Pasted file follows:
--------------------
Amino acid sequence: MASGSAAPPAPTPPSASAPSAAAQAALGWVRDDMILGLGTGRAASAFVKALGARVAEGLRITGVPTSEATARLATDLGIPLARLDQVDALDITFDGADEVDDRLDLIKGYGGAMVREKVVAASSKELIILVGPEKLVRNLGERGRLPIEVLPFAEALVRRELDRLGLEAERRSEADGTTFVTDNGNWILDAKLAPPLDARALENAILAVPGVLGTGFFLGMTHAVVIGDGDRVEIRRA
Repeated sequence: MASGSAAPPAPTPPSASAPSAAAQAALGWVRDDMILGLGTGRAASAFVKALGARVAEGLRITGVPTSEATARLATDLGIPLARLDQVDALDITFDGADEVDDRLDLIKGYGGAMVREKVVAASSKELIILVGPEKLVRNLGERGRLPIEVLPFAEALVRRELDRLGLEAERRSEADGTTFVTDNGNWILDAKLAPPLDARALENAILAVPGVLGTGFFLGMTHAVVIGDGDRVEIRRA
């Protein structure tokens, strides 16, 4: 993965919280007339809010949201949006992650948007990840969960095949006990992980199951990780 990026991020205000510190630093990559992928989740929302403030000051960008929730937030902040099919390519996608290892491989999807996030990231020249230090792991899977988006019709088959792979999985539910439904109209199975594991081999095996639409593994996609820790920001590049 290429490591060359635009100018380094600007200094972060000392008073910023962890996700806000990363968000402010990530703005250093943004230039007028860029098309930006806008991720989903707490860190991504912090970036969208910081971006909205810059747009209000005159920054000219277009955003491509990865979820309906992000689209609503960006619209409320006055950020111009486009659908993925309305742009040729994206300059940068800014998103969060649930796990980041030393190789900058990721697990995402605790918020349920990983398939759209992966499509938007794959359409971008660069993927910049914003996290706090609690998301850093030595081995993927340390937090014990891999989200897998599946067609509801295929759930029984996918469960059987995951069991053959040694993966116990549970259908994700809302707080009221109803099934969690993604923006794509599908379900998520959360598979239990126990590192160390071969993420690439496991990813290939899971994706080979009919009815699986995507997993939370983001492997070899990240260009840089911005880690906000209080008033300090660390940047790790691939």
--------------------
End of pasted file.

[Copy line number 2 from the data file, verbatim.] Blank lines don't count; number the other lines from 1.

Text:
Repeated sequence: MASGSAAPPAPTPPSASAPSAAAQAALGWVRDDMILGLGTGRAASAFVKALGARVAEGLRITGVPTSEATARLATDLGIPLARLDQVDALDITFDGADEVDDRLDLIKGYGGAMVREKVVAASSKELIILVGPEKLVRNLGERGRLPIEVLPFAEALVRRELDRLGLEAERRSEADGTTFVTDNGNWILDAKLAPPLDARALENAILAVPGVLGTGFFLGMTHAVVIGDGDRVEIRRA